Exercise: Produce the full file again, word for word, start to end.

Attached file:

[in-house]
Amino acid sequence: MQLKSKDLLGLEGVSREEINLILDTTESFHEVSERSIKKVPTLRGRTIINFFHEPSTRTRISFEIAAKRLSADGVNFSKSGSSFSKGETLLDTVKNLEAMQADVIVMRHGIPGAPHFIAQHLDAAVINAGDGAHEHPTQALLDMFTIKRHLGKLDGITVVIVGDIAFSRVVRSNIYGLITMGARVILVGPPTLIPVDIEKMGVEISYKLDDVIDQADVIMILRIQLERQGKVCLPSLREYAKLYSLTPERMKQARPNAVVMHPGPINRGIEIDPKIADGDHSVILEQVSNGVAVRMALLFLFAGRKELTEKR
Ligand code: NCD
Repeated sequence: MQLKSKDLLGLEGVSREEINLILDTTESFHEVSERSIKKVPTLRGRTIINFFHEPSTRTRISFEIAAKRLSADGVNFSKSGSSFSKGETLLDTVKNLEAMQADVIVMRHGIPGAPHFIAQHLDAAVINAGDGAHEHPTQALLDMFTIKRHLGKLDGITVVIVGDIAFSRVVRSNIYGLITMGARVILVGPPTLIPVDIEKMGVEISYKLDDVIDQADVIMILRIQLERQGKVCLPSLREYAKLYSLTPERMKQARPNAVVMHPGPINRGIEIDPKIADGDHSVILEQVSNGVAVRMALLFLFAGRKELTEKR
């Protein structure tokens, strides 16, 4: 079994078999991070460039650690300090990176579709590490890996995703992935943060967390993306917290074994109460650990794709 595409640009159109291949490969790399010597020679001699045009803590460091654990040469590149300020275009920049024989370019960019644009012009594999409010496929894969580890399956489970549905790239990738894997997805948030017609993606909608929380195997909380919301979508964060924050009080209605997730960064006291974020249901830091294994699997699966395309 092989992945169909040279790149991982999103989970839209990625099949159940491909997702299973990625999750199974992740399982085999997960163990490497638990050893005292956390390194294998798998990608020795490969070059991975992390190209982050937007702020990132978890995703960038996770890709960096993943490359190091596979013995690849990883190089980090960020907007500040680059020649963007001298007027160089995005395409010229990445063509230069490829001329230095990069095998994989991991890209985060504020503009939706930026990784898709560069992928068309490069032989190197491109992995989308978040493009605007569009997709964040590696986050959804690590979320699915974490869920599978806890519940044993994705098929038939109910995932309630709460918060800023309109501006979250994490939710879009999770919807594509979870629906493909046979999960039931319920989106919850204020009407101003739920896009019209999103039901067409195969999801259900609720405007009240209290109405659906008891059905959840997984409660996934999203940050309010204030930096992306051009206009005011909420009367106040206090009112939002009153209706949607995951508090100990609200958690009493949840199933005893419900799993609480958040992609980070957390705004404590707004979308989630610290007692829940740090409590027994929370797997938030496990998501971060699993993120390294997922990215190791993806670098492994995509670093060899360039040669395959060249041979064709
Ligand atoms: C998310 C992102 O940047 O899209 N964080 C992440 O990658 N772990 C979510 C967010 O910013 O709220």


[in-house]
Amino acid sequence: MQLKSKDLLGLEGVSREEINLILDTTESFHEVSERSIKKVPTLRGRTIINFFHEPSTRTRISFEIAAKRLSADGVNFSKSGSSFSKGETLLDTVKNLEAMQADVIVMRHGIPGAPHFIAQHLDAAVINAGDGAHEHPTQALLDMFTIKRHLGKLDGITVVIVGDIAFSRVVRSNIYGLITMGARVILVGPPTLIPVDIEKMGVEISYKLDDVIDQADVIMILRIQLERQGKVCLPSLREYAKLYSLTPERMKQARPNAVVMHPGPINRGIEIDPKIADGDHSVILEQVSNGVAVRMALLFLFAGRKELTEKR
Ligand code: NCD
Repeated sequence: MQLKSKDLLGLEGVSREEINLILDTTESFHEVSERSIKKVPTLRGRTIINFFHEPSTRTRISFEIAAKRLSADGVNFSKSGSSFSKGETLLDTVKNLEAMQADVIVMRHGIPGAPHFIAQHLDAAVINAGDGAHEHPTQALLDMFTIKRHLGKLDGITVVIVGDIAFSRVVRSNIYGLITMGARVILVGPPTLIPVDIEKMGVEISYKLDDVIDQADVIMILRIQLERQGKVCLPSLREYAKLYSLTPERMKQARPNAVVMHPGPINRGIEIDPKIADGDHSVILEQVSNGVAVRMALLFLFAGRKELTEKR
């Protein structure tokens, strides 16, 4: 079994078999991070460039650690300090990176579709590490890996995703992935943060967390993306917290074994109460650990794709 595409640009159109291949490969790399010597020679001699045009803590460091654990040469590149300020275009920049024989370019960019644009012009594999409010496929894969580890399956489970549905790239990738894997997805948030017609993606909608929380195997909380919301979508964060924050009080209605997730960064006291974020249901830091294994699997699966395309 092989992945169909040279790149991982999103989970839209990625099949159940491909997702299973990625999750199974992740399982085999997960163990490497638990050893005292956390390194294998798998990608020795490969070059991975992390190209982050937007702020990132978890995703960038996770890709960096993943490359190091596979013995690849990883190089980090960020907007500040680059020649963007001298007027160089995005395409010229990445063509230069490829001329230095990069095998994989991991890209985060504020503009939706930026990784898709560069992928068309490069032989190197491109992995989308978040493009605007569009997709964040590696986050959804690590979320699915974490869920599978806890519940044993994705098929038939109910995932309630709460918060800023309109501006979250994490939710879009999770919807594509979870629906493909046979999960039931319920989106919850204020009407101003739920896009019209999103039901067409195969999801259900609720405007009240209290109405659906008891059905959840997984409660996934999203940050309010204030930096992306051009206009005011909420009367106040206090009112939002009153209706949607995951508090100990609200958690009493949840199933005893419900799993609480958040992609980070957390705004404590707004979308989630610290007692829940740090409590027994929370797997938030496990998501971060699993993120390294997922990215190791993806670098492994995509670093060899360039040669395959060249041979064709
Ligand atoms: C998310 C992102 O940047 O899209 N964080 C992440 O990658 N772990 C979510 C967010 O910013 O709220």